The Difference Between Fear and Anxiety

Updated: Feb 1

Fear and anxiety both produce a similar stress response. But many experts believe that there are important differences between the two. These differences can account for how we react to various stressors in our environment.


Fear and anxiety often occur together, but these terms are not interchangeable. Even though symptoms commonly overlap, a person's experience with these emotions differs based on their context.


What is fear?

Fear is an emotional response to a known or definite threat. If you're walking down a dark street, for example, and someone points a gun at you and says, “This is a robbery," then you'd likely experience a fear response. The danger is real, definite, and immediate. There's a clear and present object of the fear.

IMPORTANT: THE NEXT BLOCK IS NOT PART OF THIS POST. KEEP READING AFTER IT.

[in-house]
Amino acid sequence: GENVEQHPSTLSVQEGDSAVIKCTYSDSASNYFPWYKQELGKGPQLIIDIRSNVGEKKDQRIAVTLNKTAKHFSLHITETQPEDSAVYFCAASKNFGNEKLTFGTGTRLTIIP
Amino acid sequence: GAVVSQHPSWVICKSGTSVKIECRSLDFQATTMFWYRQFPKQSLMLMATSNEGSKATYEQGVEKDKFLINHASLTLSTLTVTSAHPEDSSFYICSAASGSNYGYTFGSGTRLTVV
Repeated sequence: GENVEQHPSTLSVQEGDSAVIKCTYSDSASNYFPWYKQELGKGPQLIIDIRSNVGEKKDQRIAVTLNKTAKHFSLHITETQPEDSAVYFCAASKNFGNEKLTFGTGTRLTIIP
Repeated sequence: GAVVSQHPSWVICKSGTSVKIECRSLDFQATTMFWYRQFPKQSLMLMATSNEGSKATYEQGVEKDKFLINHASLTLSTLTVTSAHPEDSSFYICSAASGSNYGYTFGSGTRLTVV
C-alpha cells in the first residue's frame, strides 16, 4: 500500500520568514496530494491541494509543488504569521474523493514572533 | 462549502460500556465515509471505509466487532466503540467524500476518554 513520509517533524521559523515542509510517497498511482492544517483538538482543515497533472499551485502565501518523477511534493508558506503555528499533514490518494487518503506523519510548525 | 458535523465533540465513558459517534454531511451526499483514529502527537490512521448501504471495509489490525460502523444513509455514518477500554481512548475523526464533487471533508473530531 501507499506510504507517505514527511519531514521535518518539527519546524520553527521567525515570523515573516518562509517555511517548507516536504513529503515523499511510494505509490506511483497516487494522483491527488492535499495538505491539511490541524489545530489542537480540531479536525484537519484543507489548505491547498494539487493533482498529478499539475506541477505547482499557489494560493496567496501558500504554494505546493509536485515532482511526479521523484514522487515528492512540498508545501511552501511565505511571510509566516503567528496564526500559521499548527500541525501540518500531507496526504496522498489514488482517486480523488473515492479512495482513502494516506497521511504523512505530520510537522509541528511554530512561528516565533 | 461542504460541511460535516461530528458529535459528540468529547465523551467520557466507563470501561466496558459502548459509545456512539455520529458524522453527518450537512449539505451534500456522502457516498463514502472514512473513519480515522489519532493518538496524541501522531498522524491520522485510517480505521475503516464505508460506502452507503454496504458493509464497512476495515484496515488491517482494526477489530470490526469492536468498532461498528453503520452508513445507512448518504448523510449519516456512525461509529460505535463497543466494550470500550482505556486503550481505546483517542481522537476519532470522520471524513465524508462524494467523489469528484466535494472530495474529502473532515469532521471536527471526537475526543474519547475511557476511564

Although the focus of the response is different (real vs. imagined danger), fear and anxiety are interrelated. When faced with fear, most people will experience the physical reactions that are described under anxiety. Fear can cause anxiety, and anxiety can cause fear. But the subtle distinctions between the two give you a better understanding of your symptoms and may be important for treatment strategies.


What is anxiety?

Anxiety is a word we use for some types of fear that are usually to do with the thought of a threat or something going wrong in the future, rather than right now.

Fear and anxiety can last for a short time and then pass, but they can also last much longer and you can get stuck with them. In some cases, they can take over your life, affecting your ability to eat, sleep, concentrate, travel, enjoy life, or even leave the house or go to work or school. This can hold you back from doing things you want or need to do, and it also affects your health.